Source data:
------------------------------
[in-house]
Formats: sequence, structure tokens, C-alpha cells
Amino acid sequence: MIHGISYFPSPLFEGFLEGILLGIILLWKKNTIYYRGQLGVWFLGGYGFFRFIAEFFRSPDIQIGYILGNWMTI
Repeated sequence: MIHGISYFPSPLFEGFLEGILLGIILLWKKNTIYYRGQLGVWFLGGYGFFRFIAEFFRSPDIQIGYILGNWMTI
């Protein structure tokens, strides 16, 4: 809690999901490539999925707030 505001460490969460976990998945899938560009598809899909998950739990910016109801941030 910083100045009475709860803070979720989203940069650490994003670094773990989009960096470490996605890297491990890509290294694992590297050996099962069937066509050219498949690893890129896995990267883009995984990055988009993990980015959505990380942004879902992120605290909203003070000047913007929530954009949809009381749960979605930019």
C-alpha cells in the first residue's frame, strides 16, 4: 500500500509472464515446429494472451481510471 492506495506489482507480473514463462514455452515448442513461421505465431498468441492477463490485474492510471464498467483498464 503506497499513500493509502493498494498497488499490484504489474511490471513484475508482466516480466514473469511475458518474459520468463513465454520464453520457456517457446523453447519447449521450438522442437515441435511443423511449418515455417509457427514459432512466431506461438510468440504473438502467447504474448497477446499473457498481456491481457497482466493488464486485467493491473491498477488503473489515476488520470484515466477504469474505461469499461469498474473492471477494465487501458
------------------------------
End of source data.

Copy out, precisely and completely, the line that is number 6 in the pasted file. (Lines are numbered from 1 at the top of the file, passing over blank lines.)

C-alpha cells in the first residue's frame, strides 16, 4: 500500500509472464515446429494472451481510471 492506495506489482507480473514463462514455452515448442513461421505465431498468441492477463490485474492510471464498467483498464 503506497499513500493509502493498494498497488499490484504489474511490471513484475508482466516480466514473469511475458518474459520468463513465454520464453520457456517457446523453447519447449521450438522442437515441435511443423511449418515455417509457427514459432512466431506461438510468440504473438502467447504474448497477446499473457498481456491481457497482466493488464486485467493491473491498477488503473489515476488520470484515466477504469474505461469499461469498474473492471477494465487501458